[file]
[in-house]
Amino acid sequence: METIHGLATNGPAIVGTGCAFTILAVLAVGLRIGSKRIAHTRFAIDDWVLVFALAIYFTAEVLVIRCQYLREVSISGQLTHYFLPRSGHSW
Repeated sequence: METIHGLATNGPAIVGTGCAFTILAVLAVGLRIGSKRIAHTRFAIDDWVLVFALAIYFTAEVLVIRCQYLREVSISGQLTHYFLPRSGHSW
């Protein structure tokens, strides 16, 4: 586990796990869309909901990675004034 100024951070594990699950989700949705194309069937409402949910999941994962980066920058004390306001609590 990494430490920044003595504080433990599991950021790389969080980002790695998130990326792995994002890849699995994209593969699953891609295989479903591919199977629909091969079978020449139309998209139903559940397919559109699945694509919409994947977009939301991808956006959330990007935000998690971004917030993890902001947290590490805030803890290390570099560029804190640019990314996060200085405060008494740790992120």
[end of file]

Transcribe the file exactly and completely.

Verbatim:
[in-house]
Amino acid sequence: METIHGLATNGPAIVGTGCAFTILAVLAVGLRIGSKRIAHTRFAIDDWVLVFALAIYFTAEVLVIRCQYLREVSISGQLTHYFLPRSGHSW
Repeated sequence: METIHGLATNGPAIVGTGCAFTILAVLAVGLRIGSKRIAHTRFAIDDWVLVFALAIYFTAEVLVIRCQYLREVSISGQLTHYFLPRSGHSW
């Protein structure tokens, strides 16, 4: 586990796990869309909901990675004034 100024951070594990699950989700949705194309069937409402949910999941994962980066920058004390306001609590 990494430490920044003595504080433990599991950021790389969080980002790695998130990326792995994002890849699995994209593969699953891609295989479903591919199977629909091969079978020449139309998209139903559940397919559109699945694509919409994947977009939301991808956006959330990007935000998690971004917030993890902001947290590490805030803890290390570099560029804190640019990314996060200085405060008494740790992120």